Oppression in North Korea. Research Topics. Blogger, 19 Jan. 2011. Web. 6 Jan. 2013. <http://jeresearchtopics.blogspot.com/2011/01/oppression-in-north-korea.html>.
Park, Robert. "North Korea and the Genocide Movement." Harvard International Review. Harvard University, 27 Sept. 2011. Web. 6 Jan. 2013. <http://hir.harvard.edu/north-korea-and-the-genocide-movement>.
- - -. "Time to End North Korea 'Genocide'." The Diplomat. N.p., 2 Feb. 2012. Web. 6 Jan. 2013. <http://thediplomat.com/2012/02/02/time-to-end-north-korea-genocide/>.
"Photographs: Mass-Starvations in North Korea." North Korea Now. N.p., n.d. Web. 6 Jan. 2013. <http://www.northkoreanow.org/film-photo/photographs-mass-starvations-in-north-korea/>. United States Holocaust Memorial Museum. N.p., n.d. Web. 6 Jan. 2013. <http://www.ushmm.org/>.
United to End Genocide. N.p., n.d. Web. 6 Jan. 2013. <http://www.endgenocide.net>. United to End Genocide is a great public awareness website that allows people to learn about genocide. There is a page dedicated to countries currently at risk of genocide, as well as a page dedicated to recent news about those countries, and others that are recovering from genocide. United to End Genocide also allows people to give monetary donations that will go to relief funds for people who have been affected by genocide. I used this site to learn about genocide in general and, specifically, the genocide in North Korea. I also found a video titled "Who We Are" that I was able to incorporate into my project (http://endgenocide.org/who-we-are/).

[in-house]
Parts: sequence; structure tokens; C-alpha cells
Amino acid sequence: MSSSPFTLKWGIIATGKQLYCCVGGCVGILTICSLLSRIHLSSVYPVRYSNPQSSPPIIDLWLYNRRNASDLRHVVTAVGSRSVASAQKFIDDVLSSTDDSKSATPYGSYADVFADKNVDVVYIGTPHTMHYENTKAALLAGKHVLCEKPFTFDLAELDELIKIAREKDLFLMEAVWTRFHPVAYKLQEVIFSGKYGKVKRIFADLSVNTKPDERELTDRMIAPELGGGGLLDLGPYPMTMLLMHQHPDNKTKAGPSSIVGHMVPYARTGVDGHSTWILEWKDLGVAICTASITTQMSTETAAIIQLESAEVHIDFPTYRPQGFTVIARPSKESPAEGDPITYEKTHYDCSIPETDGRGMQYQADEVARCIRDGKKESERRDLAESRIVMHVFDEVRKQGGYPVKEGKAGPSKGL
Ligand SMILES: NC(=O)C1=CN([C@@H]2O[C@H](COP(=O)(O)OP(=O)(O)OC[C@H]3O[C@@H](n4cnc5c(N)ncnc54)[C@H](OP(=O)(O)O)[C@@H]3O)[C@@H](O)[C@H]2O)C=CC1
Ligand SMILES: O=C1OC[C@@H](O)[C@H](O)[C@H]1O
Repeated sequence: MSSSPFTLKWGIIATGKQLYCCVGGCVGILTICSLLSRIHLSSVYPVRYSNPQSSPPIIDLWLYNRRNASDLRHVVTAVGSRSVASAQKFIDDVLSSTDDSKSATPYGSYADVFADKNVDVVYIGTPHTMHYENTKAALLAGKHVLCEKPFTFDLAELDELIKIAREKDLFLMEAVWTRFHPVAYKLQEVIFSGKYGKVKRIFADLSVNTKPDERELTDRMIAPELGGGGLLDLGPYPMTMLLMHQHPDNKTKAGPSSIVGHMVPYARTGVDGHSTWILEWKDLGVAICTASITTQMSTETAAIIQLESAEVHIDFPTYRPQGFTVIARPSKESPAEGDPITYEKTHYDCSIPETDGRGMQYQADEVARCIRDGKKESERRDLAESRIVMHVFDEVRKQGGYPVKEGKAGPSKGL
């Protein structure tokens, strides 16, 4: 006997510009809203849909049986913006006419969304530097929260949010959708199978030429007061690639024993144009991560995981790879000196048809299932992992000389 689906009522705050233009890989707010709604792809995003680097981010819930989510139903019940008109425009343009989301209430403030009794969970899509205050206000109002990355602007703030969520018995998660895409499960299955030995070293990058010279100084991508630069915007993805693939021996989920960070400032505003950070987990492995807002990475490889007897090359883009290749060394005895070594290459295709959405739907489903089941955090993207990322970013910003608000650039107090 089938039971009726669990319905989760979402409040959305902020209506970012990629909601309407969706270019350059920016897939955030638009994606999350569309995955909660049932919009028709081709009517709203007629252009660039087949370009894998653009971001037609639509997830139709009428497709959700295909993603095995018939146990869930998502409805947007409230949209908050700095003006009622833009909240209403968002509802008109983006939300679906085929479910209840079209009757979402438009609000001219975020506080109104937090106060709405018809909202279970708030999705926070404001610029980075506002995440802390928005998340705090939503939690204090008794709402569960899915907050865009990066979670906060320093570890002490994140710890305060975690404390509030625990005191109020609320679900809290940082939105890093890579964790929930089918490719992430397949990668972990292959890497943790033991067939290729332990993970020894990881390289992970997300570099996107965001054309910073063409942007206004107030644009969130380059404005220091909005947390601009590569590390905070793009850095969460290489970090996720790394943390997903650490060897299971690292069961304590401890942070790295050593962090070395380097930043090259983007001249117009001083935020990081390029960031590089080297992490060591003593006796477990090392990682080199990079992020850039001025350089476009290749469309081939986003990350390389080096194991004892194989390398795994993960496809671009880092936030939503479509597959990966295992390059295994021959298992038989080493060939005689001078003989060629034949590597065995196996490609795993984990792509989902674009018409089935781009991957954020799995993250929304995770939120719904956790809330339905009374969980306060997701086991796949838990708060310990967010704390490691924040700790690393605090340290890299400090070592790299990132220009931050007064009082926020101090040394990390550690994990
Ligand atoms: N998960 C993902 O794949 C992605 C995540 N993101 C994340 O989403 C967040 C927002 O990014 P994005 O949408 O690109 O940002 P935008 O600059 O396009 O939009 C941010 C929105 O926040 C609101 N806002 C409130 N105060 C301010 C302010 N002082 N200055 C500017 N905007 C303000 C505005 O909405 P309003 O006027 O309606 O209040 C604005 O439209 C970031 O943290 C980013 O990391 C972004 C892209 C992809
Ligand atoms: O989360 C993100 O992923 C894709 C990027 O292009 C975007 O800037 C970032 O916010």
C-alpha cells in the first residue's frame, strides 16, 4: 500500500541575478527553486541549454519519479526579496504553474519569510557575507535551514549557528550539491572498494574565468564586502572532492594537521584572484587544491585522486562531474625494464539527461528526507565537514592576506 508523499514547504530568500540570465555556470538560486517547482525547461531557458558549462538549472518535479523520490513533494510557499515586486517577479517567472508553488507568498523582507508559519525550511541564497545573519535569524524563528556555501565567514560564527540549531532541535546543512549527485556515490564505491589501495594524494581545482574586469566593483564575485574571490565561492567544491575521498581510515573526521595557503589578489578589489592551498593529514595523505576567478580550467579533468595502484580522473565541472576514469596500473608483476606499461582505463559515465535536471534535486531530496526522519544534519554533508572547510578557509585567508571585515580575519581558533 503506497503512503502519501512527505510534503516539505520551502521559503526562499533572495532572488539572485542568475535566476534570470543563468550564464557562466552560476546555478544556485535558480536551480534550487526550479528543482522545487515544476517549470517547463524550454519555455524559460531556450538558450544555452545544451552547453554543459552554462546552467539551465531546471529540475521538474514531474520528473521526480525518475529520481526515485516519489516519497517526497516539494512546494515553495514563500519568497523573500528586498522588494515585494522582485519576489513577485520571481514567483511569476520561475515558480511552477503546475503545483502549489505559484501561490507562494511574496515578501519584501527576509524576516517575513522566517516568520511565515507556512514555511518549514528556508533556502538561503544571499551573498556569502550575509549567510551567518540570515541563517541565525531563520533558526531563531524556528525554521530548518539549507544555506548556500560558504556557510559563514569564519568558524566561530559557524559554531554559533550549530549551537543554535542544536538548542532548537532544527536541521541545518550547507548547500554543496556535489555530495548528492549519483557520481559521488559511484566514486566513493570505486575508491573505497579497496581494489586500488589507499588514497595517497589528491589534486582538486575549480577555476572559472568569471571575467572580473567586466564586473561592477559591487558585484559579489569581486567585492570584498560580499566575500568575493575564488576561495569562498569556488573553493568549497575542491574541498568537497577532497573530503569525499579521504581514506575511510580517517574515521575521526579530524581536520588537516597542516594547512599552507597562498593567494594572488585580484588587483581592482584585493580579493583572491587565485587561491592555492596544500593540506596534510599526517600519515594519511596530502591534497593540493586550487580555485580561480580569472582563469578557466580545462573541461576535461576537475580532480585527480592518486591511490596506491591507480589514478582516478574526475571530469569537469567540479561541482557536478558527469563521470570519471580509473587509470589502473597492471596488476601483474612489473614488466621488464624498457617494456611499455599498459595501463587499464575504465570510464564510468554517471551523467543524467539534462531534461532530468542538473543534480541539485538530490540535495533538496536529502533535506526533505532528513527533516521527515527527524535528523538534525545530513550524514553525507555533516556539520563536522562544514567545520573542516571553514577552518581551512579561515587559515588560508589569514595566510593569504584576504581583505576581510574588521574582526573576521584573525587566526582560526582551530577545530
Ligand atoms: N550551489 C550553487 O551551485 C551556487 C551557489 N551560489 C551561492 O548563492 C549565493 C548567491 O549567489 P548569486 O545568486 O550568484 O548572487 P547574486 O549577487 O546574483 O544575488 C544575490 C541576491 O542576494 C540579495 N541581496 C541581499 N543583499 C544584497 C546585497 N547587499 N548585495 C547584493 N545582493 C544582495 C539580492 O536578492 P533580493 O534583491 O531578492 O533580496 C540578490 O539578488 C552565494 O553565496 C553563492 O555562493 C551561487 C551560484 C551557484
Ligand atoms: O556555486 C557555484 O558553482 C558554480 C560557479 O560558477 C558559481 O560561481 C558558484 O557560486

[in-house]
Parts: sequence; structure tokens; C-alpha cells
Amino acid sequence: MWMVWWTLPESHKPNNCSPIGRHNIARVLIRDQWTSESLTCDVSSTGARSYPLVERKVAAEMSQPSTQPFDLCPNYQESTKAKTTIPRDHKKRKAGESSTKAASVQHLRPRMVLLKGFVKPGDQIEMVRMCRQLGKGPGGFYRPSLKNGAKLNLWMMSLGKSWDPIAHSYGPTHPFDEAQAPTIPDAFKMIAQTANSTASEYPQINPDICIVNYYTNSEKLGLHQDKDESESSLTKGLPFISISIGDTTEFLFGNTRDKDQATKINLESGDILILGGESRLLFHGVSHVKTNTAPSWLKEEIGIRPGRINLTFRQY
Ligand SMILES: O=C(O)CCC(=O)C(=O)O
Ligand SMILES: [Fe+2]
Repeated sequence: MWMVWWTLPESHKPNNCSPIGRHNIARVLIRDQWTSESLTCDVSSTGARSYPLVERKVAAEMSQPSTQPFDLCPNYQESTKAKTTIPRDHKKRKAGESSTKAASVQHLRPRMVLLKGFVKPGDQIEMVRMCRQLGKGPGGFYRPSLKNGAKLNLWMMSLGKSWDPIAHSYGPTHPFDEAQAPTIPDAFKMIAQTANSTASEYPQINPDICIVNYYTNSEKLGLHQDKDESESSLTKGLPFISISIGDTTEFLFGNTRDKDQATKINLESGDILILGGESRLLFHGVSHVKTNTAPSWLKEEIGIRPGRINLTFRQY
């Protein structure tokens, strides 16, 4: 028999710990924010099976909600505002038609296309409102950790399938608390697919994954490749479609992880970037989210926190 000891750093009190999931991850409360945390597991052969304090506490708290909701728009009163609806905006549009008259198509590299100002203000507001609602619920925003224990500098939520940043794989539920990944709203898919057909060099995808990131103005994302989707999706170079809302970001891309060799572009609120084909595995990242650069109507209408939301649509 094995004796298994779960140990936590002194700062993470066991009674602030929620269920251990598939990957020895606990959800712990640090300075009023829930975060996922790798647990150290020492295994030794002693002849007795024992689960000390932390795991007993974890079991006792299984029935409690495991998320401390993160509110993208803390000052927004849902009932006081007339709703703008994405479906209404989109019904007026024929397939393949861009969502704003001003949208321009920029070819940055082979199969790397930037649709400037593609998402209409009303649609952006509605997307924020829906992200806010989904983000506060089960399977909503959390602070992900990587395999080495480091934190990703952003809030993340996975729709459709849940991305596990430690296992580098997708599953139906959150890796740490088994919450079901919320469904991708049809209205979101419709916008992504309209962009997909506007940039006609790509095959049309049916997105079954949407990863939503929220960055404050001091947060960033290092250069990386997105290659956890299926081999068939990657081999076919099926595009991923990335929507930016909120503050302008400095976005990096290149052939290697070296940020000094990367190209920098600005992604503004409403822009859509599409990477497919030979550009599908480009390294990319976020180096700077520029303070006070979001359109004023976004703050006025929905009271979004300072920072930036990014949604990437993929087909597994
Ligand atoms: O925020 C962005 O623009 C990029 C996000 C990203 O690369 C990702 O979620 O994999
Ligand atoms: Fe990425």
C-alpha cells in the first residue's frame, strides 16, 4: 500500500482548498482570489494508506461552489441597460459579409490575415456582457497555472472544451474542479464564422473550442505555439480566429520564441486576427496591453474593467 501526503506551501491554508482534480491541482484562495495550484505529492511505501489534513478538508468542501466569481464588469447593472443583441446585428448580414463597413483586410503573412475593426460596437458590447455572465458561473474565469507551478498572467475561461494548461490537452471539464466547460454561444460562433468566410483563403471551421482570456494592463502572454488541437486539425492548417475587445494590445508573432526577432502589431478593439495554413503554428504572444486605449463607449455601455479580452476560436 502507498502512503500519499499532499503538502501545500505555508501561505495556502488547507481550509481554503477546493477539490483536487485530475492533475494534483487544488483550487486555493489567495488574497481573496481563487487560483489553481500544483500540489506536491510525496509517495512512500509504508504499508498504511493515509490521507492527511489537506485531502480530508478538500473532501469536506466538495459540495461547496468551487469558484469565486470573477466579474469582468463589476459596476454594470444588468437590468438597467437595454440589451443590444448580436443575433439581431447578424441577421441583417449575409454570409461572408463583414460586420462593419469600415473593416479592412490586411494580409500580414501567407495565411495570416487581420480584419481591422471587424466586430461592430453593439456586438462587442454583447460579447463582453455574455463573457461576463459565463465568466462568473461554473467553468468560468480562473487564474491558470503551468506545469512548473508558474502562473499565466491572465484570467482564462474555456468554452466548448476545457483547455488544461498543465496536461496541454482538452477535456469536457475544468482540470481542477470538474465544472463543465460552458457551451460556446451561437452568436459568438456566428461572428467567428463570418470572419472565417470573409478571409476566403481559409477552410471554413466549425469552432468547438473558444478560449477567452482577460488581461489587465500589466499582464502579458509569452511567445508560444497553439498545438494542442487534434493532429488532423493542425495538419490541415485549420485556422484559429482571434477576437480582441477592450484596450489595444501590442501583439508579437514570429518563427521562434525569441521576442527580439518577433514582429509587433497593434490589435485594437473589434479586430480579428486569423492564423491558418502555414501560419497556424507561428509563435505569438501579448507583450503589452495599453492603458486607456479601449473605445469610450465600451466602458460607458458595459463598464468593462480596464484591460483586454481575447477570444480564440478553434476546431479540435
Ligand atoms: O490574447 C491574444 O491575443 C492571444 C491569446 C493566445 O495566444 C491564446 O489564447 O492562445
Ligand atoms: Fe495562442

Human Rights Case Study:
North Korea(mid 1990s)
Communists and Anti-Communists
Christians were targeted
peak claims lives of 2,000+ people
Executes Koreans 3.5 million lives were lost